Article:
With 'A monument to the BKR', Fransje Kuyvenhoven has indeed written a tribute in her "history of a high-profile artists' scheme (1949-1987 )". If only because the first hundred pages contain no text, but a chronological showcase of artworks from the BKR. By Karel Appel, Corneille, Constant, Lucebert, Jan Wolkers, Kees van Bohemen, Ger Lataster, Armando, among others. And because there are... 

One-half meter art is an economic disaster. But it is also a godsend. Turn it into a lottery.

As a professional art visitor, I rarely find myself in empty halls. Premieres are always full, so are press viewings and vernissages. Full is of course really cool. Although those full rooms I am in then usually cost more money than they bring in, because the tickets are free and the drinks on the house. Outside the premiere, but especially outside the premiere city, the... 

And so the chain falls over. Why the interdependence of the arts creates long-term cultural barrenness.

Utrecht-based theatre group Aluin is in dire straits. Like all other theatre companies, they cannot do their work, and performances have been postponed or cancelled. That it does not only apply to ongoing tours is now apparent. Performances scheduled for autumn and next spring have also been cancelled. The company reports this in a press release. Alum would...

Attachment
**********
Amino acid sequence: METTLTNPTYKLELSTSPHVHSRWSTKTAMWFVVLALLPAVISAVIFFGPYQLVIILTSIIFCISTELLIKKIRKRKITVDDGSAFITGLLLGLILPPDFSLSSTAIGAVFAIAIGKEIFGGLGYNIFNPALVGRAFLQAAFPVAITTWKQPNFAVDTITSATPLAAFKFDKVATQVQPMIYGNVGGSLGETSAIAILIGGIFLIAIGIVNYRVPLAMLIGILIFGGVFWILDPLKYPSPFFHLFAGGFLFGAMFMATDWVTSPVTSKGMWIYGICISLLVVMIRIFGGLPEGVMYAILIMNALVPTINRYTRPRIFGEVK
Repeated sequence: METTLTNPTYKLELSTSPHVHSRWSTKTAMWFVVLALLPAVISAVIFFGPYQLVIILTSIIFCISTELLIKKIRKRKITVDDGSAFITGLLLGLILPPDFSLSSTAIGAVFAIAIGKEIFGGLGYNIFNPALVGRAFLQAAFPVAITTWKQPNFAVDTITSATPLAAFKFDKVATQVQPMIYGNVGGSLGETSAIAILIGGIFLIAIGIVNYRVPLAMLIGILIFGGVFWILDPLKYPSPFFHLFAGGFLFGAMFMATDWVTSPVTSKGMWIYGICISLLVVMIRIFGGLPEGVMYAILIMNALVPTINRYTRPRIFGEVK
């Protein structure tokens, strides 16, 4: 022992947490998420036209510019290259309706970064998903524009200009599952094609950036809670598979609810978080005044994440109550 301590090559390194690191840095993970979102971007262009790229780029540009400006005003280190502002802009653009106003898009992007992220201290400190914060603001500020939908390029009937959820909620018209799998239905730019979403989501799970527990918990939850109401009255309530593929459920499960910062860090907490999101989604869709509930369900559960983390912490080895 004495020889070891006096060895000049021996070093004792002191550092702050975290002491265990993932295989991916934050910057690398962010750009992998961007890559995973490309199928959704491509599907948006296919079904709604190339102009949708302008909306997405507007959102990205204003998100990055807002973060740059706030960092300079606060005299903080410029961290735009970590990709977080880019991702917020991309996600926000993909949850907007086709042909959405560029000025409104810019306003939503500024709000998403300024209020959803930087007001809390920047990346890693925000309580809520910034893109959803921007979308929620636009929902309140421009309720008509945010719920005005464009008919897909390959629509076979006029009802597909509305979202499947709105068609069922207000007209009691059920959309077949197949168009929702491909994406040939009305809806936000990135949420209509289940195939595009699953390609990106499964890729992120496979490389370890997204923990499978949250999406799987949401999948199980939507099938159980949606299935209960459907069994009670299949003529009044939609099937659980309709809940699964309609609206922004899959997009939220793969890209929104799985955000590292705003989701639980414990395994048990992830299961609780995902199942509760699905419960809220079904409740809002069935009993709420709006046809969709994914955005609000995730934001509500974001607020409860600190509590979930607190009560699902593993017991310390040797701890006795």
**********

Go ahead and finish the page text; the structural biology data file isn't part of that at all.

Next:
Culture ministry's support package is a joke. Why a culture strike is needed. And easier than ever.

Slowly but surely, the absurdity of the rescue measures for the cultural sector is sinking in. The national museums will not have to pay rent for three months for a while, but will have to pay it back retroactively once the crisis is over. Entrepreneurs can get extra support worth 4,000 euros, provided they have business premises outside their homes. Actors, directors (also freelance journalists, by the way) and artists... 

Why measuring leads to knowing less and measuring even more. On the futility of trend reports and indices